Above: Natalie Volin, 11th Class Leland Fellow.
Over the past year at the International Food Policy Research Institute (IFPRI), I have worked on the evaluation and learning activities of the Strengthen Productive Safety Net Program Institutions and Resilience Development Food Security Activity, or SPIR, a “graduation model” social protection project in Ethiopia. Graduation refers to the goal of graduating from poverty. These programs take a multifaceted approach to target many aspects of the enabling environment, or the conditions that contribute to household food security. By simultaneously addressing challenges faced by the poor, a multisectoral program has the potential to push households out of poverty into a more stable state.
This integrated approach is thought to be a more sustainable way to decrease poverty rates, though it requires a substantial investment. SPIR, funded by USAID, does just that. In addition to basic programming required by the government’s social safety net program, SPIR implements multisectoral interventions that address mental health issues, empower women, engage men in household nutrition, train youth in employable skills, and strengthen local markets and the broader food environment.
Each of these interventions has the potential to impact a household’s food security, directly or indirectly. For example, mental health is not the first thing that comes to mind when considering how to improve household food security in low-resource communities, yet low psychological well-being and poverty are mutually reinforcing. Poverty can lead to stress and anxiety, and poor mental health can limit an individual’s ability to participate in the labor market.1 Further, maternal depression has been linked to child malnutrition and household food insecurity.23
Likewise, there is evidence that engaged husbands and fathers can improve maternal and child health and nutrition outcomes.4 Fathers’ support and knowledge of infant feeding is associated with maternal dietary diversity and adherence to optimal child nutrition practices. Through SPIR, community-level men’s groups were formed to discuss topics such as gender norms and men’s role in caregiving and household chores.
Another intervention, again indirectly related to nutrition, is the provision of cash transfers. The strong evidence base for cash transfers demonstrates households are much more likely to take up the practices promoted through livelihood and nutrition interventions if they are financially supported.5 Direct cash transfers empower individuals and enable them to use the money how they see fit, whether it be towards improving dietary diversity, investment in a livelihood activity, or towards their child’s education.
But while evidence supports graduation model programs in other contexts, these interventions have not been validated in Ethiopia. As the learning and evaluation partner, IFPRI is tasked at designing randomized controlled trials to assess the impact of these interventions.
Part of my role at IFPRI has been to support these research activities. For example, work on the mental health program has involved developing surveys to measure depression and household characteristics before and after a mental health intervention. I work with a local survey firm to finetune survey questions so that they capture the information needed to determine whether the program has had a positive impact on their mental health status. These surveys measure changes in mental health, but also capture the impact the program might have on household consumption, food security, and resilience to shocks.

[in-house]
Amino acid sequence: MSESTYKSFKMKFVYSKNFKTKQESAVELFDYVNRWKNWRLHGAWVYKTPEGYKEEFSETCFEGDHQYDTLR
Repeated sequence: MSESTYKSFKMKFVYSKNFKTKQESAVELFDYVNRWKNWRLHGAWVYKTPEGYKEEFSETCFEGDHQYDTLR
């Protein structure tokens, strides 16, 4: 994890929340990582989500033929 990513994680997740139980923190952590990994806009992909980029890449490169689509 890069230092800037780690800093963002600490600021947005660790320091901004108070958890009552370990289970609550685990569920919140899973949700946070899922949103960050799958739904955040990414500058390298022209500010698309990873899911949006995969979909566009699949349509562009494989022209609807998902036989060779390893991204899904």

As a Hunger Fellow, one might expect my work to revolve around food and nutrition research, but hunger is multidimensional and requires an approach that considers the entire enabling environment. Food security is commonly broken down into four pillars of availability, access, utilization, and stability, yet these pillars could be exponentially expanded to capture all the contributing factors to hunger and food security.
My work at IFPRI varies widely, from analyzing data on agricultural innovation adoption, to literature reviews on barriers to proper complementary feeding practices, to evaluating the cost-effectiveness of the entire suite of interventions. While my work has not always been directly related to food and nutrition outcomes, these activities contribute to understanding the enabling environment and the factors that impact the people we aim to serve.
- Chemin, M., De Laat, J. and Haushofer, J., 2013. Negative rainfall shocks increase levels of the stress hormone cortisol among poor farmers in Kenya. Available at SSRN 2294171.
- Haithar, S., Kuria, M.W., Sheikh, A., Kumar, M. and Vander Stoep, A., 2018. Maternal depression and child severe acute malnutrition: a case-control study from Kenya. BMC pediatrics, 18(1), pp.1-9.
- Herba, C.M., Glover, V., Ramchandani, P.G. and Rondon, M.B., 2016. Maternal depression and mental health in early childhood: an examination of underlying mechanisms in low-income and middle-income countries. The Lancet Psychiatry, 3(10), pp.983-992.
- Nguyen, P.H., Frongillo, E.A., Sanghvi, T., Wable, G., Mahmud, Z., Tran, L.M., Aktar, B., Afsana, K., Alayon, S., Ruel, M.T. and Menon, P., 2018. Engagement of husbands in a maternal nutrition program substantially contributed to greater intake of micronutrient supplements and dietary diversity during pregnancy: results of a cluster-randomized program evaluation in Bangladesh. The Journal of Nutrition, 148(8), pp.1352-1363.
- Fernald, L.C., Gertler, P.J. and Neufeld, L.M., 2008. Role of cash in conditional cash transfer programmes for child health, growth, and development: an analysis of Mexico’s Oportunidades. The Lancet, 371(9615), pp.828-837.